Amy took a deep breath and squared her shoulders. She had to fight off her own cloud of gloom and doom. She kept a watch on Cassie, who fidgeted with her braid, but kept her head down and finished up the remaining math problems on the page. Then she lifted the pencil high in the air and let it drop onto the paper. “I’m done, done, done.” She slid off the chair and hurried out of the kitchen and into the living room.

Phew. Amy exhaled in relief as if she’d finished her homework.

“I know you’re worried, sweetheart, but your little girl will be fine.” Grandma Barb spoke in a confident tone.

She meant well. Amy gave her that. Her grandmother seemed to have an unending supply of optimism. But Grandma hadn’t read the message from Amy’s teacher about the nine-year-old’s adjustment issues. Or rather, maladjustment. Grandma hadn’t been on the embarrassing phone call with the school’s office manager to set up an appointment with Eric Wells, the new principal. As if Cassie’s bad behavior wasn’t bad enough, Amy had gone to high school with Eric. They’d even worked together as coeditors of the high school newspaper.

“Maybe so, Grandma, but you don’t have to slink into the school tomorrow morning and hope no one notices you showing up at the principal’s office to meet with Mr. Wells.” She grabbed one of Cassie’s pullovers from the pile and quickly folded it and set it aside in a growing pile of Cassie’s things. Her daughter was old enough now to put away her own little pile of clothes, even if she griped about it. Amy herself had lived with her grandparents most of her childhood and doing a bunch of chores was part of a regular day. She’d rebel against them occasionally, but Grandma would shrug off her complaints. Now Amy found herself doing the same thing with Cassie.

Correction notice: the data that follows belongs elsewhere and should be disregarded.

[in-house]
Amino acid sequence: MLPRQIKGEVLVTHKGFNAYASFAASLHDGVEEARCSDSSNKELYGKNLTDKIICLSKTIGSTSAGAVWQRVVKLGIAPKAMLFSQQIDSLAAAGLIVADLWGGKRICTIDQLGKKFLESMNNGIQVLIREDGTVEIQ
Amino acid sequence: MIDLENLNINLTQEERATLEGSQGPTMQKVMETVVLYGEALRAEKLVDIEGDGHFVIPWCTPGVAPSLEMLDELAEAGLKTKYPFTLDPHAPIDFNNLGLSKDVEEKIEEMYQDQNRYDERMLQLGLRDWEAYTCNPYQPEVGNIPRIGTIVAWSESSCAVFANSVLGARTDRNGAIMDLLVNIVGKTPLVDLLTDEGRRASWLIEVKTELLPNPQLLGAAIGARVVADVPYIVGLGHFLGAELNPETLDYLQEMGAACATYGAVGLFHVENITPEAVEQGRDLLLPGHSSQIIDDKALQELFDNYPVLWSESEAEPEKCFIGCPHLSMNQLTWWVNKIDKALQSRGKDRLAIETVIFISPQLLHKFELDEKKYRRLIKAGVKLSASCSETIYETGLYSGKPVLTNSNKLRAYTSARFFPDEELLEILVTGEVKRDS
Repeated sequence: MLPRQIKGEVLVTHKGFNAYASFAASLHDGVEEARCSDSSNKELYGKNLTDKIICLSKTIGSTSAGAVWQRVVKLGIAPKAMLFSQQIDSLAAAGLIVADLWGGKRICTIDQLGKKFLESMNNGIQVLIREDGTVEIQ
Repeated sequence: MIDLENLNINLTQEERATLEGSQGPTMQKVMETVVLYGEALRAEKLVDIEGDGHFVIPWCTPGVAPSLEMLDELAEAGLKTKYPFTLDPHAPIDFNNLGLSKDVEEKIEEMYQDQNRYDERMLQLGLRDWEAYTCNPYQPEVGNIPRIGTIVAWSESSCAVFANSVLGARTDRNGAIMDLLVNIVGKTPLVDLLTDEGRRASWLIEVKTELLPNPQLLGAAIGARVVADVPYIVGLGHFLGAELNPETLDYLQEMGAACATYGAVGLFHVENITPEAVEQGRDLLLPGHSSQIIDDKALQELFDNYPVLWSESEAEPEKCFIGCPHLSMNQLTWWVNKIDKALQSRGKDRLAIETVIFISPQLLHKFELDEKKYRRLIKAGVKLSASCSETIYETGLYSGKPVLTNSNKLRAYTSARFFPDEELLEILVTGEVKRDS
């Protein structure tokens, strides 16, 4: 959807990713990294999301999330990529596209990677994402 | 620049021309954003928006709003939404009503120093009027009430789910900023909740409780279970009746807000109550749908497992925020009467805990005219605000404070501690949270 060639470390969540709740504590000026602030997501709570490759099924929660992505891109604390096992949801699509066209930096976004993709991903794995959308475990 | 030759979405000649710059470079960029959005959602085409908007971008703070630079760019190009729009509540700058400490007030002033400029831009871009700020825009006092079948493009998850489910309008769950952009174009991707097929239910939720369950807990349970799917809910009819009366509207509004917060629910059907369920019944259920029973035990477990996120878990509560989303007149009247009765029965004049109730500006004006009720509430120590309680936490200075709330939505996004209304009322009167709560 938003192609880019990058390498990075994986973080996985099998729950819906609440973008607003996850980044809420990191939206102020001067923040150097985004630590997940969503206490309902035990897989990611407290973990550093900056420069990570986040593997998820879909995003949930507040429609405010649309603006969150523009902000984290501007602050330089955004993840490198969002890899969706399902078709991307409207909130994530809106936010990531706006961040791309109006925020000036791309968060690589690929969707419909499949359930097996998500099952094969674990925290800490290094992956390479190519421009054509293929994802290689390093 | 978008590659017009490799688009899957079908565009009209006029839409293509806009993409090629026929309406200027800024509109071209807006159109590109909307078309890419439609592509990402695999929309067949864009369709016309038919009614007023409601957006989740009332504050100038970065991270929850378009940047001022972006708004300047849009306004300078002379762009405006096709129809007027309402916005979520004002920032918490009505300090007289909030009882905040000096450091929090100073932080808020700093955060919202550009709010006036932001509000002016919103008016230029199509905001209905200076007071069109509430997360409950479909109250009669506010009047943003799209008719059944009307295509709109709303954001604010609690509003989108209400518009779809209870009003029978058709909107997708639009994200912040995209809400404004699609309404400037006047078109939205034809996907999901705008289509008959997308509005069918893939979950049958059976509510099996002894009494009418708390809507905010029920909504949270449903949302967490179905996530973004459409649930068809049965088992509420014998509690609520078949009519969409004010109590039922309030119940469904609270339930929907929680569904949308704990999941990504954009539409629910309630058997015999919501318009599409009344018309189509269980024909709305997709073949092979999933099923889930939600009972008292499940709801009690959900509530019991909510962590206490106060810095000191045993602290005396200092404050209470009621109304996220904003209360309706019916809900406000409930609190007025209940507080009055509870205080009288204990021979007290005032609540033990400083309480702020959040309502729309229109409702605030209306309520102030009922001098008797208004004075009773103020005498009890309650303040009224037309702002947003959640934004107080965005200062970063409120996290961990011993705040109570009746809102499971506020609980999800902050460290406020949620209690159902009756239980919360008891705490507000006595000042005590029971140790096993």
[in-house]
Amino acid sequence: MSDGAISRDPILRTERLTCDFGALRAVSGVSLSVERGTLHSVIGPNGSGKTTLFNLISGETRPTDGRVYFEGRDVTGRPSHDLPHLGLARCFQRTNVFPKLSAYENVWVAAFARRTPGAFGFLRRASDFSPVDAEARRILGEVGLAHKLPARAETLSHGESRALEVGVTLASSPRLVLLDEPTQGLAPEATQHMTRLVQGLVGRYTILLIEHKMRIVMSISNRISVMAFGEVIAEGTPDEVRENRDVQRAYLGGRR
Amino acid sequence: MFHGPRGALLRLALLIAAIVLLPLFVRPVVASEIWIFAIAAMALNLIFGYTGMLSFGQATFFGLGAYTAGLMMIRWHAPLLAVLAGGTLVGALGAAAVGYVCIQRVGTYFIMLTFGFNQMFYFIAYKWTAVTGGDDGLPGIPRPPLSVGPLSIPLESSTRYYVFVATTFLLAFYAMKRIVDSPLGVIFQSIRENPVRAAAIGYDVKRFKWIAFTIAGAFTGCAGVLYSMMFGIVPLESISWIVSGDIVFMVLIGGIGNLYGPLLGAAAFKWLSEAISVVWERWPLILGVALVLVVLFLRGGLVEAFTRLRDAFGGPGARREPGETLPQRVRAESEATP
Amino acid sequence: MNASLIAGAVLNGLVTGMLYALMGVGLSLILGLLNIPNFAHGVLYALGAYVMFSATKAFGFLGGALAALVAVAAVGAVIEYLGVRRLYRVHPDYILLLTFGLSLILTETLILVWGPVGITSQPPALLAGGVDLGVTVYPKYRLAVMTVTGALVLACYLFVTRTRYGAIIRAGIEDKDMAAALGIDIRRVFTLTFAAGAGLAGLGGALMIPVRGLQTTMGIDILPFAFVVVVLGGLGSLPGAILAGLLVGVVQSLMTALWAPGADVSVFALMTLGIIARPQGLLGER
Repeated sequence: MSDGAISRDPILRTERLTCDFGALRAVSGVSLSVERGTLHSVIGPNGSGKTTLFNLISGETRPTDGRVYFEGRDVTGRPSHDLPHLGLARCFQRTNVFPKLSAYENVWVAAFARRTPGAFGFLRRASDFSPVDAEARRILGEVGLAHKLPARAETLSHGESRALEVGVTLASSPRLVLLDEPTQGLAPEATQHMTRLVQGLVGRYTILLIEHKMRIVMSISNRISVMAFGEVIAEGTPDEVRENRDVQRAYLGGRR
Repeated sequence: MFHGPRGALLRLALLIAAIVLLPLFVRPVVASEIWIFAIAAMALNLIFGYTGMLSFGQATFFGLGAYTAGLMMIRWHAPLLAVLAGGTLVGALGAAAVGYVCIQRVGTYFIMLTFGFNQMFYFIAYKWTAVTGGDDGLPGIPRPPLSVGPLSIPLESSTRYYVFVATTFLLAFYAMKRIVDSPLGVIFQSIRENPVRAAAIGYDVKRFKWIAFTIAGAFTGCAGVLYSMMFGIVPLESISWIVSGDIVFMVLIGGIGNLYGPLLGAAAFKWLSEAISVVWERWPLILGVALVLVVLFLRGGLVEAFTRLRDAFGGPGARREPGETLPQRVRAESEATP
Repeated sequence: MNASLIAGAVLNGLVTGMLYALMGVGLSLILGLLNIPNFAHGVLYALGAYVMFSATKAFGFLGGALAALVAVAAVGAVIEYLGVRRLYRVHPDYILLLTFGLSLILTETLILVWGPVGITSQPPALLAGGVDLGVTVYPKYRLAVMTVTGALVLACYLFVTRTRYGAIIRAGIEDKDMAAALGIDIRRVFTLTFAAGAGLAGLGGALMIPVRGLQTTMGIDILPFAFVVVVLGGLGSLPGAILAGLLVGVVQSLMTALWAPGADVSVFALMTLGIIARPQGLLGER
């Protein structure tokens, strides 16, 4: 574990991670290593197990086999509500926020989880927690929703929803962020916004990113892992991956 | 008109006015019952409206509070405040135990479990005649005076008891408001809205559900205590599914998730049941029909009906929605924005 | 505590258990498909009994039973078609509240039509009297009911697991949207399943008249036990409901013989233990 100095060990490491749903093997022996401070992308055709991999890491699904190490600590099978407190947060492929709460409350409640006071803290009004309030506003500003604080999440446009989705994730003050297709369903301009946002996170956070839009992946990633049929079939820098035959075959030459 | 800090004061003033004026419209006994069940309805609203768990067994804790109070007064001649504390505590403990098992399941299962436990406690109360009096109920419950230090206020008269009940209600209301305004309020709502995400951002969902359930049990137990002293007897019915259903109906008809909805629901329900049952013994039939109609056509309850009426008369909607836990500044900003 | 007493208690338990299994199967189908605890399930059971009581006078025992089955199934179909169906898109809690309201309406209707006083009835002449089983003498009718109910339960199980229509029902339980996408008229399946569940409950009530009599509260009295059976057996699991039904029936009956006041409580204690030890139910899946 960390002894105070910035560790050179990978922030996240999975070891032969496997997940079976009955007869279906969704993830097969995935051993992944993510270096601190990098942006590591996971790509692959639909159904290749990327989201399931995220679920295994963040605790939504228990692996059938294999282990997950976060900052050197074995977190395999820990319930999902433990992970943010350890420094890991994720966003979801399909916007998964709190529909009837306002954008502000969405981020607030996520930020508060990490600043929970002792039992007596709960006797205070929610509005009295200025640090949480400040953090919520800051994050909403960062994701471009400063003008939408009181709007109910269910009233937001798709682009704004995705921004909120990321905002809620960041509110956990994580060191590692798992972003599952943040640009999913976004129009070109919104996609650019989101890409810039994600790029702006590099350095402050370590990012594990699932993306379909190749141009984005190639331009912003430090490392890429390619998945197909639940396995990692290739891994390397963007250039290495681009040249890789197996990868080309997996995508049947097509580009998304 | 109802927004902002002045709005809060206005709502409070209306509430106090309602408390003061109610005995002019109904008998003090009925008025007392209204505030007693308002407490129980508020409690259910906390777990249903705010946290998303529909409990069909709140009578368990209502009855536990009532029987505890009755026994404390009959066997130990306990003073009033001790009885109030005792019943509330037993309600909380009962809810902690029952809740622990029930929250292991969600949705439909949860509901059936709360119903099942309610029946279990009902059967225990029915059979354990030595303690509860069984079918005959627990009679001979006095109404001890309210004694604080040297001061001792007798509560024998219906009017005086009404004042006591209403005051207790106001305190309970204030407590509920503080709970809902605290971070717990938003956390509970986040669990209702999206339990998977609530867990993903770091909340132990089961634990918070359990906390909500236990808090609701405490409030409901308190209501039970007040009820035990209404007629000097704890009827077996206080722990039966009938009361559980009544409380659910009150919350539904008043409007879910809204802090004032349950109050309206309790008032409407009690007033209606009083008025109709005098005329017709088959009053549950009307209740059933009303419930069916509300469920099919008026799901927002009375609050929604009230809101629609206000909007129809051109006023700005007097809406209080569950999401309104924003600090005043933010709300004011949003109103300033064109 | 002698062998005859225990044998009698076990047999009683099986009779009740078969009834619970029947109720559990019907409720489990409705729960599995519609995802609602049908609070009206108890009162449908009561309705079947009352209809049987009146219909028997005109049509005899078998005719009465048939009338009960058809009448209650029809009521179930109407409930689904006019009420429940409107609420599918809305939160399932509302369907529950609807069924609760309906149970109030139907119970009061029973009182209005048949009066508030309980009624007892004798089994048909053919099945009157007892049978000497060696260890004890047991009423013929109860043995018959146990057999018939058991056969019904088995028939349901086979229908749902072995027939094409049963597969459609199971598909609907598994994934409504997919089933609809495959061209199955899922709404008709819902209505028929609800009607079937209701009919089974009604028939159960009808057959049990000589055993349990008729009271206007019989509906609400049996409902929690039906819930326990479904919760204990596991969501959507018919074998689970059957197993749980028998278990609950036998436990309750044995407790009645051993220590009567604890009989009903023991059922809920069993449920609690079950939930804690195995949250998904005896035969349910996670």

Grandma pointed to the window. “Look at that snow. I doubt anyone’s going to be having meetings at the school tomorrow. We’ll be buried by morning.”

Amy turned to look out the picture window behind her. Grandma could be right. The snow was forecasted as barely deep enough to cover the half foot of snow that blanketed Bluestone River a few days ago. But the wind had picked up and blew the snow horizontally. They were in the midst of a whiteout now. “You could be right. Maybe we’re in the path of that giant storm after all.”

Grandma’s eyebrows lifted almost to her forehead in amusement. “I’m sure Les will tell us at dinner.”

Amy chuckled. “In great detail.” After a stroke forced her Grandpa Les to slow down, he’d become even more dedicated to news and weather watching. Unfortunately, it took a little effort for him to move around, but he balked at using a wheelchair, at least in the house. On the other hand, in his eighties now, like Barb, his mind hadn’t lost a beat.

Amy returned the piles of folded clothes to the basket and set it aside to put away after dinner. She took out the pot of stew she’d made that morning before work, and while it heated, she warmed the rolls in the oven and brought bowls and plates to the table. Grandma could finish setting the table without having to get up from her chair.

“We have our system, don’t we?” Barb smiled as she plucked silverware out of the wire basket on the table.

“Like the old days.” As happened so often since she’d been back in Bluestone River, a wave of nostalgia gently rolled in. Sometimes she couldn’t help but long for the simpler days of her childhood with Grandma and Grandpa, whose unconditional love had nurtured her when her parents wouldn’t—or maybe couldn’t.

“Speaking of systems...” She smiled at Grandma and went to the arched entry into the living room. “Time to come to the table, you two. Do you need help, Grandpa?”